IRS walks away from facial recognition to access online tools after backlash

The IRS will transition away from using facial recognition technology to help taxpayers create online accounts with the agency.

The IRS will transition away from using facial recognition technology to help taxpayers create online accounts with the agency.

The IRS announced Monday that it will “quickly develop and bring online an additional authentication process that does not involve facial recognition,” in order for taxpayers to access self-help services on the agency’s website.

“The IRS will also continue to work with its cross-government partners to develop authentication methods that protect taxpayer data and ensure broad access to online tools,” the agency said in a statement.

The IRS changed course after recent criticism from Congress and associations who took issue with the agency’s partnership with the private facial recognition service

The agency launched the new identity verification process in November, which required taxpayers to sign in with an account, or create one.

The process required taxpayers to provide a photo of a government-issued document, including a driver’s license, state ID or passport, then take a “selfie” with a smartphone or computer webcam.

Once verified, taxpayers could access IRS online services, such as the child tax credit portal, their online account or the agency’s “Get Transcript Online” feature. Taxpayers, once logged in, could also request an Identity Protection PIN or access an Online Payment Agreement.

The IRS said would allow taxpayers with existing accounts under the old sign-in process to continue using those credentials through summer 2022.

Senate Finance Committee Chairman Ron Wyden (D-Ore.) said Monday that the Treasury Department told him it was in the process of having the IRS transition away from using to verify accounts.

Wyden sent a letter earlier Monday, urging the agency to reconsider its use of facial recognition technology, and consider using, a federal identity verification service already used by 40 million Americans for 200 websites from 28 agencies.

Wyden called Treasury and the IRS’ decision to walk away from facial recognition technology a “smart move.”

“I understand the transition process may take time, but I appreciate that the administration recognizes that privacy and security are not mutually exclusive and no one should be forced to submit to facial recognition to access critical government services,” Wyden said.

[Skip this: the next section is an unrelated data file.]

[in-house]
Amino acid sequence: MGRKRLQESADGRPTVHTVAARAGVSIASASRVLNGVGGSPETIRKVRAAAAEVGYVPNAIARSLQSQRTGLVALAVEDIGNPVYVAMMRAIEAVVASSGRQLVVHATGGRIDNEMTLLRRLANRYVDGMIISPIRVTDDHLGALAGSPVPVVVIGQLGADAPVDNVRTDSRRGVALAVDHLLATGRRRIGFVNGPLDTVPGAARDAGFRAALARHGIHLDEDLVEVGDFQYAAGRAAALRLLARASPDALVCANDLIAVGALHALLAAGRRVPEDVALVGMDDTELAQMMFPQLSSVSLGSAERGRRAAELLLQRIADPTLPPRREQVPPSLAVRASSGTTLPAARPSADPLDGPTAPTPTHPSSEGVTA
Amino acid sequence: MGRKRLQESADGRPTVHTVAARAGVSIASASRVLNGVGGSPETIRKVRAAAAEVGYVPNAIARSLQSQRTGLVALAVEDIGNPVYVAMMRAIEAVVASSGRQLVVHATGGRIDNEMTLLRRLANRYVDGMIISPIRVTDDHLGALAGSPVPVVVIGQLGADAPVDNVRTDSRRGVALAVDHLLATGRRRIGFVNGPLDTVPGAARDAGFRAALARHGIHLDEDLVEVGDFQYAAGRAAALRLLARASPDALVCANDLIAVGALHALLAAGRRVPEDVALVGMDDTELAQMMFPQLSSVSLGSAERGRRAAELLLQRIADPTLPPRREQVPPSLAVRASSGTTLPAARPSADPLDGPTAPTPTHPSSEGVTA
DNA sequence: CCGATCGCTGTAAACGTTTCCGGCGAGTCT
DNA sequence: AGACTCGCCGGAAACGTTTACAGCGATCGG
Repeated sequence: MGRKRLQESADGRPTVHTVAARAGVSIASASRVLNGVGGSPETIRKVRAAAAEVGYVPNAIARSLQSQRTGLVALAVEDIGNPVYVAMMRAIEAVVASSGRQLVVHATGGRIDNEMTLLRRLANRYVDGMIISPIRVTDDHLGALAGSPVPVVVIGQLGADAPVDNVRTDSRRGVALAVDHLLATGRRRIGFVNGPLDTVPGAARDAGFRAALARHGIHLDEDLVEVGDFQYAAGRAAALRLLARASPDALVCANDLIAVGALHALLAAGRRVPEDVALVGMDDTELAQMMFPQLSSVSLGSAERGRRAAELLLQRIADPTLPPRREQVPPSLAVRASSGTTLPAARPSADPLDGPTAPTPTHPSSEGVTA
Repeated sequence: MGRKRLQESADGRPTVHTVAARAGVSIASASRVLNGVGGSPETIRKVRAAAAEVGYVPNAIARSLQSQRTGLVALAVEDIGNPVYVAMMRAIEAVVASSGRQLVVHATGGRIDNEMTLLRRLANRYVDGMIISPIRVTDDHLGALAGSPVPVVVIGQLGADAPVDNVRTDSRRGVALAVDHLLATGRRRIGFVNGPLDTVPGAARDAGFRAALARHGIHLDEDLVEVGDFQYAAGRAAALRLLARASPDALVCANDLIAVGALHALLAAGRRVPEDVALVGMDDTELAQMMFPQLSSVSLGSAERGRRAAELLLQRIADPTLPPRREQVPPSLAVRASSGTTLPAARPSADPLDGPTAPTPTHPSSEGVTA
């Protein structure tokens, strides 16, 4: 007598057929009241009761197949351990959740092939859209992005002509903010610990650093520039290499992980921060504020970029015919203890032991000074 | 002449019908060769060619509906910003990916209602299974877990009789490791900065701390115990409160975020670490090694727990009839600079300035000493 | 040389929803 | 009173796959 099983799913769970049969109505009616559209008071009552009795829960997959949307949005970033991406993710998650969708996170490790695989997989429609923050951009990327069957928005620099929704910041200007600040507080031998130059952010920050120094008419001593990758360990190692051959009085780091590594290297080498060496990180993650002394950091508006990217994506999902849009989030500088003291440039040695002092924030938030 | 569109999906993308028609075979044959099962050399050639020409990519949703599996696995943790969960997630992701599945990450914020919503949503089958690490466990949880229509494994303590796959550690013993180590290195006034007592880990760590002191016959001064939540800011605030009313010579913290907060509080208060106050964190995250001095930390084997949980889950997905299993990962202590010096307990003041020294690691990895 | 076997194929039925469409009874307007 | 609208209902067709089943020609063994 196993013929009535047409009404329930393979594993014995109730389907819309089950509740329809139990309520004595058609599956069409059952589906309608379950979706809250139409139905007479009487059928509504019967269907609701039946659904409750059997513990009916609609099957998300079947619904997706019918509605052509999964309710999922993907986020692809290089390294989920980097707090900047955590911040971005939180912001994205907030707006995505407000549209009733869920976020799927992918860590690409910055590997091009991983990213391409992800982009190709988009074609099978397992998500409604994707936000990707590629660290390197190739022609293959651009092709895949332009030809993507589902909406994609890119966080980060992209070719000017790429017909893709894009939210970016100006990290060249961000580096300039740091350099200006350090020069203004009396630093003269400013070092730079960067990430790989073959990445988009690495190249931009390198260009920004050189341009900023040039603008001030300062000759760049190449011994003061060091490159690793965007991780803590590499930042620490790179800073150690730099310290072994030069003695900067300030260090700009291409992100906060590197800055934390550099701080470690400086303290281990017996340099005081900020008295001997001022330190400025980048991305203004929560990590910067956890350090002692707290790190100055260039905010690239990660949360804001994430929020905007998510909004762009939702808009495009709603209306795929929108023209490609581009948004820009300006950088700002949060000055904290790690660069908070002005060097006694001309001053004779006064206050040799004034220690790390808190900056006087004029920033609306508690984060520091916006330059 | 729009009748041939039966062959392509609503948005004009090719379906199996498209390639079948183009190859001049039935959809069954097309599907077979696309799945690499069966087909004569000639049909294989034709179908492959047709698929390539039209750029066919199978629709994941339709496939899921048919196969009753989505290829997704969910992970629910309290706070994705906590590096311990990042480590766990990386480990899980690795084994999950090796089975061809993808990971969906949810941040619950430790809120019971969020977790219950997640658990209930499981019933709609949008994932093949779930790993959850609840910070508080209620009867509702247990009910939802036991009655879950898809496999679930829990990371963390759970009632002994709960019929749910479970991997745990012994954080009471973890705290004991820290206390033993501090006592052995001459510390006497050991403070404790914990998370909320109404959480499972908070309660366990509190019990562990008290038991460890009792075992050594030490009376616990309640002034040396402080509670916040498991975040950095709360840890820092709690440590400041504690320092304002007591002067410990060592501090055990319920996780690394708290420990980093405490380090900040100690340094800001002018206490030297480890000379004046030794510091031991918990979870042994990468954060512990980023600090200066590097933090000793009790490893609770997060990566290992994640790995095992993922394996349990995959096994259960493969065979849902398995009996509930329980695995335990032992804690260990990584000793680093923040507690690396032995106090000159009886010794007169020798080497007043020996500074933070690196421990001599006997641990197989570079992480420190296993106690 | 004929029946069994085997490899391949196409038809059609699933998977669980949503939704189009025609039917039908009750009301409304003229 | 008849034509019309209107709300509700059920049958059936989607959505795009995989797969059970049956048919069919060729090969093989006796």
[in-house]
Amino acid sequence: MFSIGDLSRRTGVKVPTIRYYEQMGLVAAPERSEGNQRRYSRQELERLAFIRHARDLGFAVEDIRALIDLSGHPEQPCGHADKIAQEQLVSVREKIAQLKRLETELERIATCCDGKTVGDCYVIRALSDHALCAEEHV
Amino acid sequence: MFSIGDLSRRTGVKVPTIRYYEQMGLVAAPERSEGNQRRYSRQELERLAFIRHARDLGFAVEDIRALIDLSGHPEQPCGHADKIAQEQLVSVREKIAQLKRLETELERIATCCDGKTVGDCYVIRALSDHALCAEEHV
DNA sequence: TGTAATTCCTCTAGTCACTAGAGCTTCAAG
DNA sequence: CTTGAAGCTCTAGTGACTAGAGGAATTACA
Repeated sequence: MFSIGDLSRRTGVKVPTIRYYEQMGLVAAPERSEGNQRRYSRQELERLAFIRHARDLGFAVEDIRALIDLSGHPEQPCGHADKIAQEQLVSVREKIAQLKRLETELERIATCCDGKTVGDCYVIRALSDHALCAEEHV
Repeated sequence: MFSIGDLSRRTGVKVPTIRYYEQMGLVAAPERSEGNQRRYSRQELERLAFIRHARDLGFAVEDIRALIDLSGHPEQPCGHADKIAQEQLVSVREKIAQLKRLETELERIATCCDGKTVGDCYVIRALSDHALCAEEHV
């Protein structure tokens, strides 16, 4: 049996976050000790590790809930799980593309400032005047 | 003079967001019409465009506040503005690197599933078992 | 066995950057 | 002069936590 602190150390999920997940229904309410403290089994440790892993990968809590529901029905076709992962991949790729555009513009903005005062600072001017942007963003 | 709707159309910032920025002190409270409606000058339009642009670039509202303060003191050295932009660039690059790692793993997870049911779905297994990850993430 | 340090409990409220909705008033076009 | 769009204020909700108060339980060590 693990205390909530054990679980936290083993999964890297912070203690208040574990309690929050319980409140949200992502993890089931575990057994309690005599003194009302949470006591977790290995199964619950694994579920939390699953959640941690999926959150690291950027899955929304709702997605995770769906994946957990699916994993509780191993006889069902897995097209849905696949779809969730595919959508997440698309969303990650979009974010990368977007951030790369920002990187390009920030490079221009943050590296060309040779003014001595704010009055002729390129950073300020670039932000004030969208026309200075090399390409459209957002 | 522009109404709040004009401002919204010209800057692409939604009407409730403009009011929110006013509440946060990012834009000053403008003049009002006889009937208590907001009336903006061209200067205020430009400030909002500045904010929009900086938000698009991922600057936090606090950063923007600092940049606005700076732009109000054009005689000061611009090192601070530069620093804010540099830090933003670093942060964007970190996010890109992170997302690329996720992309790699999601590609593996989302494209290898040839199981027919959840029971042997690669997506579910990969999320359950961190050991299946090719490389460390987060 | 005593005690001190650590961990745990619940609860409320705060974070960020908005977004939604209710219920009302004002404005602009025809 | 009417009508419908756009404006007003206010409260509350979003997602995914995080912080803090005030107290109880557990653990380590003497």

Last week, lawmakers repeatedly pressed the IRS for more details about its use of facial technology, or demanded the agency pull the plug on its use of these tools.

Last Thursday, 15 Senate Republicans on the Senate Finance Committee told the IRS they were deeply concerned over its partnership with, noting that federal agencies, including the IRS, “have an unfortunate history of data breaches.”

Sens. Roy Blunt (R-Mo.) and Jeff Merkley (D-Ore.) sent a letter last Thursday urging the IRS to “immediately discontinue” all programs that use any type of biometric data to identify taxpayers.

Senate Commerce, Science, and Transportation Committee Ranking Member Roger Wicker (R-Miss.) also sent a letter to the IRS, asking the agency for more details on how it would protect this sensitive biometric data, and whether it consulted with the Federal Trade Commission or the National Institute of Standards and Technology launching this partnership.

The IT Acquisition Advisory Council, a group of senior executive professionals from government and industry, warned that requiring a selfie from taxpayers to get help online raises privacy concerns, and would create a disadvantage for taxpayers who don’t have access to a smartphone, or who don’t feel comfortable giving their biometric information to a third-party vendor to access government services.

“Not only does this decision create an unprecedented personal privacy issue, but it also allows for the potential of personally identifiable information being harvested and then utilized for commercial for-profit purposes,” the association wrote.

The association also raised concerns about the reliability and dependability of facial recognition technology to verify someone’s identity online. It also urged the IRS to take advantage of, an identity verification platform already used by several agencies.

“The public deserves answers to this legitimate question particularly when is a viable option currently being utilized and a platform where the government is the steward of the personal information that citizens provide as opposed to a 3rd party commercial for-profit company,” the association wrote.

Reps. Ted Lieu (D-Calif.), Yvette Clarke (D-N.Y.),  Pramila Jayapal (D-Wash.) and Anna Eshoo (D-Calif.), in their own letter to the IRS, took issue with the vendor’s inconsistent claims on whether it used “one-to-many face recognition,” which compares a facial image to many other similar images in a database.

“Given these issues, it is simply wrong to compel millions of Americans to place trust in this new protocol,” the lawmakers wrote.

An spokesperson referred to the IRS for “any questions on this issue,” and a Treasury Department spokesperson referred to the IRS’ statement on Monday.

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